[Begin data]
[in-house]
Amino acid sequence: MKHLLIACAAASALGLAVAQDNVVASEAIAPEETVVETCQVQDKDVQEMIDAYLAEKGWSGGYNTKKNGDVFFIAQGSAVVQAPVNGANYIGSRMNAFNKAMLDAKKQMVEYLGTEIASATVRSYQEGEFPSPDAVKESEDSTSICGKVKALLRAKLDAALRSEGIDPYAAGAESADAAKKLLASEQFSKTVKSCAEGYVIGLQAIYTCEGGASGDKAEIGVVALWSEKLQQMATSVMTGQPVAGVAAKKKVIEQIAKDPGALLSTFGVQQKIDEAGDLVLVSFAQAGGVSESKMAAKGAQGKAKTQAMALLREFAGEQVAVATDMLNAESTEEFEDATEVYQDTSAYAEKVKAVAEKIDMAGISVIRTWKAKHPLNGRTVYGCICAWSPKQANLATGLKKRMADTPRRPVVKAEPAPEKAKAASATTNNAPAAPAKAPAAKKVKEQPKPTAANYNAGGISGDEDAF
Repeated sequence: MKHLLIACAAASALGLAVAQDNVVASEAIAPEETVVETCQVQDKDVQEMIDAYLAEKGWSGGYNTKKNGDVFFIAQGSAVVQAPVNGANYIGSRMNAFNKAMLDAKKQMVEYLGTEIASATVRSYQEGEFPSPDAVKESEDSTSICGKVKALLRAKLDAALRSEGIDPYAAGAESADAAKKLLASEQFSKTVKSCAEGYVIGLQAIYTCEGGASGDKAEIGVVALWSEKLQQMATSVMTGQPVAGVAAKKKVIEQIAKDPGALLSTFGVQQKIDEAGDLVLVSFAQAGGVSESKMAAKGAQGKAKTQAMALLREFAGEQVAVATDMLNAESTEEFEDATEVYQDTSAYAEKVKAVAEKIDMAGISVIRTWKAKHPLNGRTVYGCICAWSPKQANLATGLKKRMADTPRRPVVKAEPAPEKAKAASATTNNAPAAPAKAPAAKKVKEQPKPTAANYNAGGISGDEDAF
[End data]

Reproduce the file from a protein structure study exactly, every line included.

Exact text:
[in-house]
Amino acid sequence: MKHLLIACAAASALGLAVAQDNVVASEAIAPEETVVETCQVQDKDVQEMIDAYLAEKGWSGGYNTKKNGDVFFIAQGSAVVQAPVNGANYIGSRMNAFNKAMLDAKKQMVEYLGTEIASATVRSYQEGEFPSPDAVKESEDSTSICGKVKALLRAKLDAALRSEGIDPYAAGAESADAAKKLLASEQFSKTVKSCAEGYVIGLQAIYTCEGGASGDKAEIGVVALWSEKLQQMATSVMTGQPVAGVAAKKKVIEQIAKDPGALLSTFGVQQKIDEAGDLVLVSFAQAGGVSESKMAAKGAQGKAKTQAMALLREFAGEQVAVATDMLNAESTEEFEDATEVYQDTSAYAEKVKAVAEKIDMAGISVIRTWKAKHPLNGRTVYGCICAWSPKQANLATGLKKRMADTPRRPVVKAEPAPEKAKAASATTNNAPAAPAKAPAAKKVKEQPKPTAANYNAGGISGDEDAF
Repeated sequence: MKHLLIACAAASALGLAVAQDNVVASEAIAPEETVVETCQVQDKDVQEMIDAYLAEKGWSGGYNTKKNGDVFFIAQGSAVVQAPVNGANYIGSRMNAFNKAMLDAKKQMVEYLGTEIASATVRSYQEGEFPSPDAVKESEDSTSICGKVKALLRAKLDAALRSEGIDPYAAGAESADAAKKLLASEQFSKTVKSCAEGYVIGLQAIYTCEGGASGDKAEIGVVALWSEKLQQMATSVMTGQPVAGVAAKKKVIEQIAKDPGALLSTFGVQQKIDEAGDLVLVSFAQAGGVSESKMAAKGAQGKAKTQAMALLREFAGEQVAVATDMLNAESTEEFEDATEVYQDTSAYAEKVKAVAEKIDMAGISVIRTWKAKHPLNGRTVYGCICAWSPKQANLATGLKKRMADTPRRPVVKAEPAPEKAKAASATTNNAPAAPAKAPAAKKVKEQPKPTAANYNAGGISGDEDAF